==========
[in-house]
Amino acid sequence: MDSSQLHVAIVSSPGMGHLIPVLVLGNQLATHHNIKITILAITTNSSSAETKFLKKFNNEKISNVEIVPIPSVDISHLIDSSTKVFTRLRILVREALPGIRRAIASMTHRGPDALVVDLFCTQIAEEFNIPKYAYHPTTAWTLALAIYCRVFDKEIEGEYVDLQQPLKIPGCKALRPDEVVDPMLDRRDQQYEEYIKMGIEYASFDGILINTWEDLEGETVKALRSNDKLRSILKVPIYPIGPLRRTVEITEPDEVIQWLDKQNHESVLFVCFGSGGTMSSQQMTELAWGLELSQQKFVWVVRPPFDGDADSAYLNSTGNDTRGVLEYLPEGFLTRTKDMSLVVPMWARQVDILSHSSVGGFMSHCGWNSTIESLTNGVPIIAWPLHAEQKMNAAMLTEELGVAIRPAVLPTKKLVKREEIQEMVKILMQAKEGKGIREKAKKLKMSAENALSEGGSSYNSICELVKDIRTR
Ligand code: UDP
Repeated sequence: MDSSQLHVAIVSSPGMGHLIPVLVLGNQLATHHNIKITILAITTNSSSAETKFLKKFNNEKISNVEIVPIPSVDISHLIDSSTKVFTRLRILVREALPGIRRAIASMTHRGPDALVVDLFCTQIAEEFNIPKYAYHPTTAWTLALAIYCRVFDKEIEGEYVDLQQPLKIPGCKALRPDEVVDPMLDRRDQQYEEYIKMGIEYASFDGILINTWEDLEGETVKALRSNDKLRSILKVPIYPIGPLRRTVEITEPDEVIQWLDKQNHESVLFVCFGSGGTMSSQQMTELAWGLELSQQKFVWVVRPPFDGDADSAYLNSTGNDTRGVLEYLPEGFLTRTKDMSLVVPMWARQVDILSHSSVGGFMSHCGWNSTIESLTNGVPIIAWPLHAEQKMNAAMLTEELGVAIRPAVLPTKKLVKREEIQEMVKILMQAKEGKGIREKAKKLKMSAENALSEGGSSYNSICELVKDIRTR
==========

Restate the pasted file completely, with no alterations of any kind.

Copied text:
[in-house]
Amino acid sequence: MDSSQLHVAIVSSPGMGHLIPVLVLGNQLATHHNIKITILAITTNSSSAETKFLKKFNNEKISNVEIVPIPSVDISHLIDSSTKVFTRLRILVREALPGIRRAIASMTHRGPDALVVDLFCTQIAEEFNIPKYAYHPTTAWTLALAIYCRVFDKEIEGEYVDLQQPLKIPGCKALRPDEVVDPMLDRRDQQYEEYIKMGIEYASFDGILINTWEDLEGETVKALRSNDKLRSILKVPIYPIGPLRRTVEITEPDEVIQWLDKQNHESVLFVCFGSGGTMSSQQMTELAWGLELSQQKFVWVVRPPFDGDADSAYLNSTGNDTRGVLEYLPEGFLTRTKDMSLVVPMWARQVDILSHSSVGGFMSHCGWNSTIESLTNGVPIIAWPLHAEQKMNAAMLTEELGVAIRPAVLPTKKLVKREEIQEMVKILMQAKEGKGIREKAKKLKMSAENALSEGGSSYNSICELVKDIRTR
Ligand code: UDP
Repeated sequence: MDSSQLHVAIVSSPGMGHLIPVLVLGNQLATHHNIKITILAITTNSSSAETKFLKKFNNEKISNVEIVPIPSVDISHLIDSSTKVFTRLRILVREALPGIRRAIASMTHRGPDALVVDLFCTQIAEEFNIPKYAYHPTTAWTLALAIYCRVFDKEIEGEYVDLQQPLKIPGCKALRPDEVVDPMLDRRDQQYEEYIKMGIEYASFDGILINTWEDLEGETVKALRSNDKLRSILKVPIYPIGPLRRTVEITEPDEVIQWLDKQNHESVLFVCFGSGGTMSSQQMTELAWGLELSQQKFVWVVRPPFDGDADSAYLNSTGNDTRGVLEYLPEGFLTRTKDMSLVVPMWARQVDILSHSSVGGFMSHCGWNSTIESLTNGVPIIAWPLHAEQKMNAAMLTEELGVAIRPAVLPTKKLVKREEIQEMVKILMQAKEGKGIREKAKKLKMSAENALSEGGSSYNSICELVKDIRTR